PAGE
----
The State’s case against Claud “Tex” McIver for the fatal shooting of his wife Diane in September 2016 in Atlanta is on a break this week and will resume April 9. In the past three weeks, the bulk of the State’s case has been presented. Prosecutors have called 54 witnesses (by my count) and should wrap their case in chief early next week. The defense is expected to put on a short case. It’s unclear if McIver will testify.

In the past weeks, the State has presented evidence of a financial motive. McIver owed his wife tens of thousands of dollars. He had assets in real estate and other property but he was “cash poor.” Diane executed a will in 2006 though there is some evidence that she either had a subsequent will or at least contemplated it. Diane, who had no children of her own, became a godmother in 2006 to Austin Schwall. Austin was 11 years old when Diane died. She loved the child and doted on him, telling him that someday the ranch (outside Atlanta) would be his. But the 2006 will predated Austin’s birth. There is no provision in it that he would inherit at least her share of the ranch. In fact, it appears that the only evidence of her wishes that Austin be a beneficiary of her estate are her oral representations.

McIver has always maintained that the shooting of his wife was a terrible accident. He was holding a .38 revolver as he sat behind his wife in their Ford Expedition. Their friend, Dani Jo Carter, was driving as the three returned from a weekend at the ranch to Atlanta. It is unclear exactly what caused the gun to fire through the front seat and into Diane’s back. What is not in dispute is that McIver pulled the trigger. The gun did not just discharge on its own.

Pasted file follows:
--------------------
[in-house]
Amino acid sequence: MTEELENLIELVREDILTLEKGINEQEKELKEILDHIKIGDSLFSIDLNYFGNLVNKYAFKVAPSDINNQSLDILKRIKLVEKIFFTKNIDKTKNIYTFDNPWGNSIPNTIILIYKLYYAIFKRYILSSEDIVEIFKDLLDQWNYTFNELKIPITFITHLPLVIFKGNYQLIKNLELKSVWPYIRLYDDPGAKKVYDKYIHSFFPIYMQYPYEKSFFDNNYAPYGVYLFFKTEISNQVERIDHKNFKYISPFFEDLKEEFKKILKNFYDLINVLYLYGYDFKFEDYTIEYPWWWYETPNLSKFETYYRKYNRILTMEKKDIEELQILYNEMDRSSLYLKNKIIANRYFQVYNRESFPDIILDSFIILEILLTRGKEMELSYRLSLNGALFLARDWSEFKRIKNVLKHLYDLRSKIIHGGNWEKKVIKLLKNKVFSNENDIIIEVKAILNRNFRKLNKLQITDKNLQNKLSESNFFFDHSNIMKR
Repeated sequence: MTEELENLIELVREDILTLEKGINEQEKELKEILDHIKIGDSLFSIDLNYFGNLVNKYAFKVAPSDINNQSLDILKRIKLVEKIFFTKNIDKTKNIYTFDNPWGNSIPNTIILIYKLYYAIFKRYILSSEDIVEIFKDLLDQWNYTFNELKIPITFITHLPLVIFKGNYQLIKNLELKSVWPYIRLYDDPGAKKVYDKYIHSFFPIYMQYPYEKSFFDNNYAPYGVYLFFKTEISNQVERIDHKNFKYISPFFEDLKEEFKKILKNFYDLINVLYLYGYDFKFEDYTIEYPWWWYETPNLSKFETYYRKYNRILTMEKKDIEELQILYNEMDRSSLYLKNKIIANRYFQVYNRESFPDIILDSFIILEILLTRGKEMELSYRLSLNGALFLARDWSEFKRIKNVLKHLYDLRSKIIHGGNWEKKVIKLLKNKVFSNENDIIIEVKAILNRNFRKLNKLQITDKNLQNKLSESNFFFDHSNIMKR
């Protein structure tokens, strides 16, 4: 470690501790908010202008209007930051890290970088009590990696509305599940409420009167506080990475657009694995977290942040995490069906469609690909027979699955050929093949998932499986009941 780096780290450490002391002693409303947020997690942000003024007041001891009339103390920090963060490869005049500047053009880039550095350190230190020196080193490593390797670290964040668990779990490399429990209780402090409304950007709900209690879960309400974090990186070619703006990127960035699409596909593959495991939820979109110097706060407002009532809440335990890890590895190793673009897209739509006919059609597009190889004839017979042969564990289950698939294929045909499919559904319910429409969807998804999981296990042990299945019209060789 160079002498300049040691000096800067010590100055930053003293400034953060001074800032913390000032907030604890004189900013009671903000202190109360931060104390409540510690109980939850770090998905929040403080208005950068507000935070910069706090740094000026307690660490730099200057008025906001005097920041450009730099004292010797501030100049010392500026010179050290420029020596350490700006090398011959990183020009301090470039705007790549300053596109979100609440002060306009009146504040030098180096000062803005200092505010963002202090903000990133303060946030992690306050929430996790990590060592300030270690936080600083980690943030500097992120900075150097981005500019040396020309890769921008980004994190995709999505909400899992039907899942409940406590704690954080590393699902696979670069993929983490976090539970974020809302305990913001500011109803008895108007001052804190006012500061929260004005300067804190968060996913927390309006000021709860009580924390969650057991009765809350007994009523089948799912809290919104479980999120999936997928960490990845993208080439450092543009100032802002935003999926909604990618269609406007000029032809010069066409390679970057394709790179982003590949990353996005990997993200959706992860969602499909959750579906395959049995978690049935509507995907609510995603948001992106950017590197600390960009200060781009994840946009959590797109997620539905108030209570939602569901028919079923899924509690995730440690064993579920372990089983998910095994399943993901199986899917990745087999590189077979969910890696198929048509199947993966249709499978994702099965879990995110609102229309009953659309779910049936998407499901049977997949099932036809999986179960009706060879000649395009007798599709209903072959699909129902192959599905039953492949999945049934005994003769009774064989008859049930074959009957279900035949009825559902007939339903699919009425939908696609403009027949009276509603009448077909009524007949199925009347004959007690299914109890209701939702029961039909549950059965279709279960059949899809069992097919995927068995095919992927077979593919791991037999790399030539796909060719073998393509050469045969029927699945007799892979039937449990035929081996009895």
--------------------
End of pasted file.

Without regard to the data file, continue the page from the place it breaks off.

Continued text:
One critical question is: Was Tex McIver holding a cocked or uncocked gun on his lap as he sat behind his wife who was in the front passenger seat? The detective who questioned McIver never asked. Why does it matter? Because the amount of pressure to pull the trigger is vastly different between a cocked and uncocked gun. With this particular revolver, 12 pounds of pressure, or what is called “trigger pull,” is required to fire the uncocked gun. If cocked, only about two pounds of pressure is required. But, again, his finger had to be on the trigger at the time.

The idea that McIver would sit with a cocked gun on his lap is hard to believe. He is very skilled in gun use and safety, and surely knew that the risk of an accidental discharge was greatly increased if he did so. Plus, he claimed he was dozing off in the back seat and was startled awake. If he fired the gun when startled awake, then why did he fall asleep with his finger on the trigger? These are questions we may never know the answer to.

Regardless of whether he pulled the trigger with 12 pounds or 2 pounds of pressure, Diane’s death was at least the result of a reckless act which could result in a conviction of a non-homicide crime. One of the charges McIver faces is the felony of aggravated assault. Under Georgia law, this can be committed in a few ways, one of which is “without legal justification by discharging a firearm from within a motor vehicle toward a person or persons.” Under that theory of aggravated assault, McIver faces a sentence of five to 20 years in prison. If convicted of this crime, I would think his sentence would be on the higher end because the discharge killed his wife. (The death of an occupant of the car is not necessary for a conviction on aggravated assault charges. That he killed her, thus, should justify a higher sentence.)

What do you think? Did McIver kill Diane “with malice aforethought” or was this an accident? Do you think he should be punished at some level for, at a minimum, a reckless act?